The plant is generally considered to be biennial but it has the tendency to exhibit perennial properties under certain cultural conditions (such as when subjected to repeated grazing or mowing). The stems are erect, straight, have no or few hairs, and reach a height of 0.3–2.0 metres (1 ft 0 in–6 ft 7 in). The leaves are pinnately lobed and the end lobe is blunt. The many names that include the word "stinking" (and Mare's Fart) arise because of the unpleasant smell of the leaves. The hermaphrodite flower heads are 1.5–2.5 centimetres (0.59–0.98 in) diameter, and are borne in dense, flat-topped clusters; the florets are bright yellow. It has a long flowering period lasting from June to November (in the Northern Hemisphere).
Pollination is by a wide range of bees, flies and moths and butterflies. Over a season, one plant may produce 2,000 to 2,500 yellow flowers in 20- to 60-headed, flat-topped corymbs. The number of seeds produced may be as large as 75,000 to 120,000, although in its native range in Eurasia very few of these would grow into new plants and research has shown that most seeds do not travel a great distance from the parent plant.
Two subspecies are accepted:Jacobaea vulgaris ssp. vulgaris - the typical plant, with ray florets present.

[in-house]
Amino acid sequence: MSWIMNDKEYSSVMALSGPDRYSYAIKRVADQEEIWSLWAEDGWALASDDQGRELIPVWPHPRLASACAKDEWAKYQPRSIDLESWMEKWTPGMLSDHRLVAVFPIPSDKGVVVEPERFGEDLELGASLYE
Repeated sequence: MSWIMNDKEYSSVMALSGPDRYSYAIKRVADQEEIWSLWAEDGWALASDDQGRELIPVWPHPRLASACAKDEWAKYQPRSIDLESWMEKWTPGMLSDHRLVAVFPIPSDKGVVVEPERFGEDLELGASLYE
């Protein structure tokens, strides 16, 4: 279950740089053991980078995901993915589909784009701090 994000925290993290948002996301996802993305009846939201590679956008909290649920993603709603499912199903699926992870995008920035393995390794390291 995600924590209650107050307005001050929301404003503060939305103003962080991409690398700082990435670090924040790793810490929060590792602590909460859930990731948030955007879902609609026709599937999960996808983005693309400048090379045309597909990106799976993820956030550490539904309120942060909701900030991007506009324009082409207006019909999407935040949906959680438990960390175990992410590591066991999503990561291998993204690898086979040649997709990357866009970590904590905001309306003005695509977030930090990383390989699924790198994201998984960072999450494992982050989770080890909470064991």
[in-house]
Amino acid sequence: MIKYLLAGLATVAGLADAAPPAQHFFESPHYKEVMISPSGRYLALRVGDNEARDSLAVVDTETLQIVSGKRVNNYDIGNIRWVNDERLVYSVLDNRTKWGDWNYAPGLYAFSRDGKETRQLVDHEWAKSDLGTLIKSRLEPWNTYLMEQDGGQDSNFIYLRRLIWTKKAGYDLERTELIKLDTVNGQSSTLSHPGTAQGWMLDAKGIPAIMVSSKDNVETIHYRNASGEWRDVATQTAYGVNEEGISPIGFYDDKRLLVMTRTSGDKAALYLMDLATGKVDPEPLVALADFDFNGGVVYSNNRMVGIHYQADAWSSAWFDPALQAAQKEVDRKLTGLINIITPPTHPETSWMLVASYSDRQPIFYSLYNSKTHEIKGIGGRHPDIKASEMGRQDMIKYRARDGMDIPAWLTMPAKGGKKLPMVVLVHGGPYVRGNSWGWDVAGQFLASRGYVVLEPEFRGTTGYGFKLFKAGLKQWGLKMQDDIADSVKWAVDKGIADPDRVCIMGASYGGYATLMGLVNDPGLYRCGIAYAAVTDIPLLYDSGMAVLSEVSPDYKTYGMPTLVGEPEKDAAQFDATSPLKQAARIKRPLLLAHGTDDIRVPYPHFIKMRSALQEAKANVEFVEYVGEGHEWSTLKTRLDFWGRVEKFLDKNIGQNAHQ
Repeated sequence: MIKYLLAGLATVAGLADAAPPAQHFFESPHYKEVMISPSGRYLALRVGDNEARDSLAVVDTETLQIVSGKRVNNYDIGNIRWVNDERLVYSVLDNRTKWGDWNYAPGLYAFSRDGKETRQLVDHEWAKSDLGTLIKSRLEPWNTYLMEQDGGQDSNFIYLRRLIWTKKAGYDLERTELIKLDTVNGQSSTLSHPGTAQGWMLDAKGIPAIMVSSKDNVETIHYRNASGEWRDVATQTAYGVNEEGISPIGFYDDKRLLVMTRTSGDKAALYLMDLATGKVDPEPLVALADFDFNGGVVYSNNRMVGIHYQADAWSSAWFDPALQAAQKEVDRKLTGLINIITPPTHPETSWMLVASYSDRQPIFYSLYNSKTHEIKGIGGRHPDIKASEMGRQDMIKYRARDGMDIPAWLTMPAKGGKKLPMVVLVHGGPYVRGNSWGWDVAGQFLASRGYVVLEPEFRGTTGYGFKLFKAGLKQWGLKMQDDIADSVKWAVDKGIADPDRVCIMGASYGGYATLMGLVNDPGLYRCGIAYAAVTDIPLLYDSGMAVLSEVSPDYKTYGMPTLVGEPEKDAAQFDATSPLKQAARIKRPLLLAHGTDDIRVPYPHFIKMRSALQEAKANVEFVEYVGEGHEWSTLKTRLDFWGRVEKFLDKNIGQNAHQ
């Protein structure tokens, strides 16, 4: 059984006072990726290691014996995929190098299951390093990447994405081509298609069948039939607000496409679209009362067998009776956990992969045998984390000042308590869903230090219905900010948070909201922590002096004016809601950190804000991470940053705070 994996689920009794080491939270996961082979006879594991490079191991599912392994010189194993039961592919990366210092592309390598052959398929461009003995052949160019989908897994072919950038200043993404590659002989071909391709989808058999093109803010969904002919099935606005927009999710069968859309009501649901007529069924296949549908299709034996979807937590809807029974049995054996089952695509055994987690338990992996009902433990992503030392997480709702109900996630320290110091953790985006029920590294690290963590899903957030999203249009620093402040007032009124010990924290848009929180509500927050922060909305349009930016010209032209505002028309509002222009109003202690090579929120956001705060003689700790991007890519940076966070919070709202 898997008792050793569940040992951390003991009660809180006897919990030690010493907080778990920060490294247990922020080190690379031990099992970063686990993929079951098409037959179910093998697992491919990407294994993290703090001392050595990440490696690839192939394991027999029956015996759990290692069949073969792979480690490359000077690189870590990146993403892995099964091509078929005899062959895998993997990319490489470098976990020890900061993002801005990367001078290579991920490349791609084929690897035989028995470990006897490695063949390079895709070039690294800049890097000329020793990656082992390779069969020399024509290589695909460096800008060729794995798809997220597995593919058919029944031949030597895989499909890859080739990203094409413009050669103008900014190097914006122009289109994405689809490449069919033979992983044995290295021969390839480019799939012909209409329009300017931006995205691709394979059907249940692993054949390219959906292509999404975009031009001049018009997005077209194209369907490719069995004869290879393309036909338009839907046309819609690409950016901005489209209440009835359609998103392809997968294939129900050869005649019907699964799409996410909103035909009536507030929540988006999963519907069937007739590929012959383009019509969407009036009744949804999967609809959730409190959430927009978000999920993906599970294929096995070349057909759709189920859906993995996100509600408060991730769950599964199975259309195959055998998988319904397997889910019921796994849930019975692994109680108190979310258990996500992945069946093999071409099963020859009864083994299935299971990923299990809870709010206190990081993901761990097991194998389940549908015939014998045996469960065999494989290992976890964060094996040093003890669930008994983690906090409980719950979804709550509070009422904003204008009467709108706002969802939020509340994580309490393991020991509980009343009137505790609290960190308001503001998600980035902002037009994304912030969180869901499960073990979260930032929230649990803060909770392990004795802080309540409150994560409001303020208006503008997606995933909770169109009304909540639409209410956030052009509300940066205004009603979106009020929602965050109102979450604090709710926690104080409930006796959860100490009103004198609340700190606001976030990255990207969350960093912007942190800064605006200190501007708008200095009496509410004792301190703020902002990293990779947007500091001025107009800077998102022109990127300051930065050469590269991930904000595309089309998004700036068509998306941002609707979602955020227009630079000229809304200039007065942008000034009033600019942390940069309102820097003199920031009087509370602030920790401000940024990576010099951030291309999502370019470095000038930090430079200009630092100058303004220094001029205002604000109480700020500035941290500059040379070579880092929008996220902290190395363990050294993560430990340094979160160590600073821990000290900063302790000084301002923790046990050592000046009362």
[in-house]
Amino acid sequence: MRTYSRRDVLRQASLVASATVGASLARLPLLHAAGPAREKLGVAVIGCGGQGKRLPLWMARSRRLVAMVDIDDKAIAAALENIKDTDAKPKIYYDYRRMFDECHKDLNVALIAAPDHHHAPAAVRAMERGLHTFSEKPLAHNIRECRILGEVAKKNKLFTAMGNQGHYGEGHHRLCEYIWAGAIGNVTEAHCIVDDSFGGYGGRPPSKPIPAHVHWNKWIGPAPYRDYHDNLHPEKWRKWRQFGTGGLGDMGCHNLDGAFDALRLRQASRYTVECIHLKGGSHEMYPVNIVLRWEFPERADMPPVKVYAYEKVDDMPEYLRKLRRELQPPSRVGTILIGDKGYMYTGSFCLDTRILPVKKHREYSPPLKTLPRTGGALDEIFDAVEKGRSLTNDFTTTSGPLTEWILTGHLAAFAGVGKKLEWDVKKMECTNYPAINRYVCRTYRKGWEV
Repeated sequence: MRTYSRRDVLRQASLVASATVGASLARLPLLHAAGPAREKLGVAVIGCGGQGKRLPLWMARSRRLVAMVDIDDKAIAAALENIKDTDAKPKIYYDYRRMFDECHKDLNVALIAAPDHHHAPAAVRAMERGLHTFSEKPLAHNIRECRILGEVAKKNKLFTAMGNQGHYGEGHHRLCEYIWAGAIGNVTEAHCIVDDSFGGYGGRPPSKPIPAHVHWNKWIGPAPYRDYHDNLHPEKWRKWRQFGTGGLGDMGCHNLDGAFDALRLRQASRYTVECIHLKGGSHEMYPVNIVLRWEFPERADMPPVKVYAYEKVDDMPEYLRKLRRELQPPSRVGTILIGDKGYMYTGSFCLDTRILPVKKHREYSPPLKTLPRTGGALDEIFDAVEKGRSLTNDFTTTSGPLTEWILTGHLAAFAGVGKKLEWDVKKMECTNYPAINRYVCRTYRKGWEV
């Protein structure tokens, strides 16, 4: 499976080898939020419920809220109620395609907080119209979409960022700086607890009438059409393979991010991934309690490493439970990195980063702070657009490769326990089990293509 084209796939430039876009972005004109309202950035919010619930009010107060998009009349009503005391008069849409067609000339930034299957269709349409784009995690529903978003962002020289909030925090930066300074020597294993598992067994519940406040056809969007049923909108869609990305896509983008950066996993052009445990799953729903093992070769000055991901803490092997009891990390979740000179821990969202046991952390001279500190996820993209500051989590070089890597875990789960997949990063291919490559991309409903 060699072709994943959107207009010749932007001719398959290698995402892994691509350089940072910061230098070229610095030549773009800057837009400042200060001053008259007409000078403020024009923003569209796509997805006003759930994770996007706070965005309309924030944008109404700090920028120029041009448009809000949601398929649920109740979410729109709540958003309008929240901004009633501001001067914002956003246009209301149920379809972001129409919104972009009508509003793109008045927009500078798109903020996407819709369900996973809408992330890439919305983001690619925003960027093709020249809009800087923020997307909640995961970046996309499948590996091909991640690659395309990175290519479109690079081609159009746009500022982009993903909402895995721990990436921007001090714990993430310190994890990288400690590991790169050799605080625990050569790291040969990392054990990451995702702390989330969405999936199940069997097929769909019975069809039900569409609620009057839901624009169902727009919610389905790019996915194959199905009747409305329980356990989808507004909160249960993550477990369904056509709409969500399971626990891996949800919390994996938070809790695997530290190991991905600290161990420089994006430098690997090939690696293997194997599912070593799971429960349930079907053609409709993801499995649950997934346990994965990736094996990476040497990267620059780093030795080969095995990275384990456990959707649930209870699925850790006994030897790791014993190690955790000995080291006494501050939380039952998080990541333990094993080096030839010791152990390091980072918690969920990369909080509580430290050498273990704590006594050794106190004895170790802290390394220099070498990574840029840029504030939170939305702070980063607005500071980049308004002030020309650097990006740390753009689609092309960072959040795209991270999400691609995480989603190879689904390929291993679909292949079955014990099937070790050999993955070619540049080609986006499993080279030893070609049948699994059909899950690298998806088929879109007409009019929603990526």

Jacobaea vulgaris ssp. dunensis - the ray florets are missing.
Ragwort is abundant in waste land, waysides and grazing pastures. It can be found along road sides, and grows in all cool and high rainfall areas.
Ragwort is native to the Eurasian continent. In Europe it is widely spread, from Scandinavia to the Mediterranean. In Britain and Ireland it is listed as a weed. In the United States it has been introduced, and is present mainly in the northwest and northeast: California, Idaho, Illinois, Maine, Massachusetts, Michigan, Montana, New Jersey, New York, Oregon, Pennsylvania, and Washington.
In South America it grows in Argentina, in Africa in the north, and on the Asian continent in India and Siberia. It is widespread weed in New Zealand and Australia. In many Australian states ragwort has been declared a noxious weed. This status requires landholders to remove it from their property, by law. The same applies to New Zealand, where farmers sometimes bring in helicopters to spray their farms if the ragwort is too widespread.